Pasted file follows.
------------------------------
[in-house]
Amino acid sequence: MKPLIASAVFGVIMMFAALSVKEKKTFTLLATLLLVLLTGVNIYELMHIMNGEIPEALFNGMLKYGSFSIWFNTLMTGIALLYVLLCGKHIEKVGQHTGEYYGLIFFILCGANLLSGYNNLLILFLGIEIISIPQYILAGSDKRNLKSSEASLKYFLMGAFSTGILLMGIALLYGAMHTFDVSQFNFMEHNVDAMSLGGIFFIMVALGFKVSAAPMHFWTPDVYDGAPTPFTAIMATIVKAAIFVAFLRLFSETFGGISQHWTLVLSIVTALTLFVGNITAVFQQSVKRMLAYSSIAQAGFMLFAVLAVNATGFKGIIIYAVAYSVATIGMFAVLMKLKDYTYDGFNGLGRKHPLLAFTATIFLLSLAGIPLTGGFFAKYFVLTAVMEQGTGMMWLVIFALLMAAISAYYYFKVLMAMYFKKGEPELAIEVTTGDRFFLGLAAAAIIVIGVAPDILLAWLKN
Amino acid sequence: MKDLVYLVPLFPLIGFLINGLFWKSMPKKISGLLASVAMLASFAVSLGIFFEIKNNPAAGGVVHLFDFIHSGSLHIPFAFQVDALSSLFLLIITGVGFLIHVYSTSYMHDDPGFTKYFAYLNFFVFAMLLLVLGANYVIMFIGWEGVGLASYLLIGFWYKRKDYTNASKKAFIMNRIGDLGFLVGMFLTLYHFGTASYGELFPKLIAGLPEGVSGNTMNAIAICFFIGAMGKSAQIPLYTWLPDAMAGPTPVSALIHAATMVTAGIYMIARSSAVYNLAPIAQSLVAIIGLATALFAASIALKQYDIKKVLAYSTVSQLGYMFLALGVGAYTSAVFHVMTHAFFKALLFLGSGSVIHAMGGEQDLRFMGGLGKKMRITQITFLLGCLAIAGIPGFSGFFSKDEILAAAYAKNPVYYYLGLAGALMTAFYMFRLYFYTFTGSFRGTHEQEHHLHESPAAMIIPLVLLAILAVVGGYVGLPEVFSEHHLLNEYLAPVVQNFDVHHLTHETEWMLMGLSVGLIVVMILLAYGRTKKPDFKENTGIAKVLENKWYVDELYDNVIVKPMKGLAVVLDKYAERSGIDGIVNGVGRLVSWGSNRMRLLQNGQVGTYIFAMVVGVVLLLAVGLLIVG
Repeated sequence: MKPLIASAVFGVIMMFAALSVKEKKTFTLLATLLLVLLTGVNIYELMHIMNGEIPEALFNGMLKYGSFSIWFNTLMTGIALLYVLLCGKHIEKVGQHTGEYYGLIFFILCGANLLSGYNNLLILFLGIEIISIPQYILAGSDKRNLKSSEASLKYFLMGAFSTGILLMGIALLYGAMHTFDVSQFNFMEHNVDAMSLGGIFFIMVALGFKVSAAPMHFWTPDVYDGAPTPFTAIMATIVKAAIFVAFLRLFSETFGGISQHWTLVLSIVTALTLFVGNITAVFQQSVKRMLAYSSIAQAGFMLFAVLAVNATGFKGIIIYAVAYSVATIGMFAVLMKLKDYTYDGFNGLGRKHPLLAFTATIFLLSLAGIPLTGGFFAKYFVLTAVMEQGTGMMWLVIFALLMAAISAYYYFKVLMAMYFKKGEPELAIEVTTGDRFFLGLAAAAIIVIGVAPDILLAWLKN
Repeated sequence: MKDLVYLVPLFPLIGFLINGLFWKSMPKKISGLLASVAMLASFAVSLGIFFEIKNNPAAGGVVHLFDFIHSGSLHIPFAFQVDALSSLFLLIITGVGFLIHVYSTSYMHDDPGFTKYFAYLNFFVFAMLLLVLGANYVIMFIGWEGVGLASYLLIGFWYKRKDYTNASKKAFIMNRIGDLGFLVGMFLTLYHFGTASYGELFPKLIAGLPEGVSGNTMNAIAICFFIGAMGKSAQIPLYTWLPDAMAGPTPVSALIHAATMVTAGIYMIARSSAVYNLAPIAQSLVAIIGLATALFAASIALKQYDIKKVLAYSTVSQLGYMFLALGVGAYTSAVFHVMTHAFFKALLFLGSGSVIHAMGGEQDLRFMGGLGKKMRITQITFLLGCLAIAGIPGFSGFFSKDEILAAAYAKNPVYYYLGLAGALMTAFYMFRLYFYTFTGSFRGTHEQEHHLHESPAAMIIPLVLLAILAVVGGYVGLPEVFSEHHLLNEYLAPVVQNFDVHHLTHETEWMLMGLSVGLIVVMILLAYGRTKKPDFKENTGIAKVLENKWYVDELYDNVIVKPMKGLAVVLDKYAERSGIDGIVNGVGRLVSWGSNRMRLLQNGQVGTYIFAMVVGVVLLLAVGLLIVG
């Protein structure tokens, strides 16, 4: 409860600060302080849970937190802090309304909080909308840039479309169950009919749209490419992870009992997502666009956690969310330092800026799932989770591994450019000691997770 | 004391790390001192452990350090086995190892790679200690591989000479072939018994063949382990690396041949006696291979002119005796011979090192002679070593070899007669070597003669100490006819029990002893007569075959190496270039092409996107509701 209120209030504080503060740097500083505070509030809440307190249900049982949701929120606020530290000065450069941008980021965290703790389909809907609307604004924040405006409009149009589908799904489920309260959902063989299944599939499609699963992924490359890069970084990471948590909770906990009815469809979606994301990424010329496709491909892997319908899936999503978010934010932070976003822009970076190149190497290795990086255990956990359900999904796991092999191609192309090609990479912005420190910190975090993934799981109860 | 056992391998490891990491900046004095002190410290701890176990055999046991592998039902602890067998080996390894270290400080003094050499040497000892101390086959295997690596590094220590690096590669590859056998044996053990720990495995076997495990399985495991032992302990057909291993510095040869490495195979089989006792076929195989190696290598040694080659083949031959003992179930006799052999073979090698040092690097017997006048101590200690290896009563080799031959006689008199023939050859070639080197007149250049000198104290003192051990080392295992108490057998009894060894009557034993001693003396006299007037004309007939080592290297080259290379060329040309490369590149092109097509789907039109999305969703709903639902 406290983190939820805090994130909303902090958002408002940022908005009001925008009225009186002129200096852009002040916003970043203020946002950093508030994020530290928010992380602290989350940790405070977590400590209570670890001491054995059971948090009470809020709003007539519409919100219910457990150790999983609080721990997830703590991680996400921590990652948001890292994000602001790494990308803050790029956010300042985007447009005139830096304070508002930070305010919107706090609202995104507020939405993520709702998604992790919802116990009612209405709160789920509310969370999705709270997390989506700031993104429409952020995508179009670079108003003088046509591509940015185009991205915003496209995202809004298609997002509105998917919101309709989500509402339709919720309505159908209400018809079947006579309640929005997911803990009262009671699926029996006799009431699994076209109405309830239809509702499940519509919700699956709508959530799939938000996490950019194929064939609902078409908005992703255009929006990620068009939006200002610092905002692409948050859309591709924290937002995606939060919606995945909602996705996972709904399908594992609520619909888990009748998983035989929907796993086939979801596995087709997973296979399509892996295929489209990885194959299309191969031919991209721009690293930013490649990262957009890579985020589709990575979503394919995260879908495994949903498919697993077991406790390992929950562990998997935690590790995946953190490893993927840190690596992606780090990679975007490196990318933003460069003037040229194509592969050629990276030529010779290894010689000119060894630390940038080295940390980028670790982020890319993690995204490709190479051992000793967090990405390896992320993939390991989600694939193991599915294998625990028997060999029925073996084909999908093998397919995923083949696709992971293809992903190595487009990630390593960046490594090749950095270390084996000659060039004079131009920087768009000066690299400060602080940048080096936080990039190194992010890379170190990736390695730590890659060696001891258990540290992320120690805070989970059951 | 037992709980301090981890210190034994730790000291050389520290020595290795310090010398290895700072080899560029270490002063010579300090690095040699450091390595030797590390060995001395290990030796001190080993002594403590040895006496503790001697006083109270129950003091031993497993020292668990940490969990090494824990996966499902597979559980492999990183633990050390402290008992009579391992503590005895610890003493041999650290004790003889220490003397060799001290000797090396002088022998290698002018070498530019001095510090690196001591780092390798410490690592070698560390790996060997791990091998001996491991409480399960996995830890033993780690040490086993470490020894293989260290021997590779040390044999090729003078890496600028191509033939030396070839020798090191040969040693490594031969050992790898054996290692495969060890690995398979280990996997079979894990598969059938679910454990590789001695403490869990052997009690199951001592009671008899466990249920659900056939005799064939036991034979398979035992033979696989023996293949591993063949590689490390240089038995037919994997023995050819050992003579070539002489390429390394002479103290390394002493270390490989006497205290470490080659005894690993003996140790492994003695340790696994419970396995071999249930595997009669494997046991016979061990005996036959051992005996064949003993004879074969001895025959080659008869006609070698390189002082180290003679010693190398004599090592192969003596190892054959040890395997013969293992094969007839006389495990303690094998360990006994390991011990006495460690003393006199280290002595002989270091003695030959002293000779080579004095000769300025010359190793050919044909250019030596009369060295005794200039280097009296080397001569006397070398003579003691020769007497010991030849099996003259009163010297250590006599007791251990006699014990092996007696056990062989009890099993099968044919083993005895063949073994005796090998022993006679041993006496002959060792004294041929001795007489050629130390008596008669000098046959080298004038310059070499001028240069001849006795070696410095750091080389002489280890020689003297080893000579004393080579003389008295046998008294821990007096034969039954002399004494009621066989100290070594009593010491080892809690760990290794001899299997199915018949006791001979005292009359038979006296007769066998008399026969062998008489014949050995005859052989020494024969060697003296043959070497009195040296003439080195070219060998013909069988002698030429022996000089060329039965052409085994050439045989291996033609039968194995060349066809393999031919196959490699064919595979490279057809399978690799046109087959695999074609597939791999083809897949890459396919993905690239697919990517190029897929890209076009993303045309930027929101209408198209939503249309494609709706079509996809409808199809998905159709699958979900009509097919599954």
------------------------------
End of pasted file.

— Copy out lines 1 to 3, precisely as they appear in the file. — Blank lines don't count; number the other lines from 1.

[in-house]
Amino acid sequence: MKPLIASAVFGVIMMFAALSVKEKKTFTLLATLLLVLLTGVNIYELMHIMNGEIPEALFNGMLKYGSFSIWFNTLMTGIALLYVLLCGKHIEKVGQHTGEYYGLIFFILCGANLLSGYNNLLILFLGIEIISIPQYILAGSDKRNLKSSEASLKYFLMGAFSTGILLMGIALLYGAMHTFDVSQFNFMEHNVDAMSLGGIFFIMVALGFKVSAAPMHFWTPDVYDGAPTPFTAIMATIVKAAIFVAFLRLFSETFGGISQHWTLVLSIVTALTLFVGNITAVFQQSVKRMLAYSSIAQAGFMLFAVLAVNATGFKGIIIYAVAYSVATIGMFAVLMKLKDYTYDGFNGLGRKHPLLAFTATIFLLSLAGIPLTGGFFAKYFVLTAVMEQGTGMMWLVIFALLMAAISAYYYFKVLMAMYFKKGEPELAIEVTTGDRFFLGLAAAAIIVIGVAPDILLAWLKN
Amino acid sequence: MKDLVYLVPLFPLIGFLINGLFWKSMPKKISGLLASVAMLASFAVSLGIFFEIKNNPAAGGVVHLFDFIHSGSLHIPFAFQVDALSSLFLLIITGVGFLIHVYSTSYMHDDPGFTKYFAYLNFFVFAMLLLVLGANYVIMFIGWEGVGLASYLLIGFWYKRKDYTNASKKAFIMNRIGDLGFLVGMFLTLYHFGTASYGELFPKLIAGLPEGVSGNTMNAIAICFFIGAMGKSAQIPLYTWLPDAMAGPTPVSALIHAATMVTAGIYMIARSSAVYNLAPIAQSLVAIIGLATALFAASIALKQYDIKKVLAYSTVSQLGYMFLALGVGAYTSAVFHVMTHAFFKALLFLGSGSVIHAMGGEQDLRFMGGLGKKMRITQITFLLGCLAIAGIPGFSGFFSKDEILAAAYAKNPVYYYLGLAGALMTAFYMFRLYFYTFTGSFRGTHEQEHHLHESPAAMIIPLVLLAILAVVGGYVGLPEVFSEHHLLNEYLAPVVQNFDVHHLTHETEWMLMGLSVGLIVVMILLAYGRTKKPDFKENTGIAKVLENKWYVDELYDNVIVKPMKGLAVVLDKYAERSGIDGIVNGVGRLVSWGSNRMRLLQNGQVGTYIFAMVVGVVLLLAVGLLIVG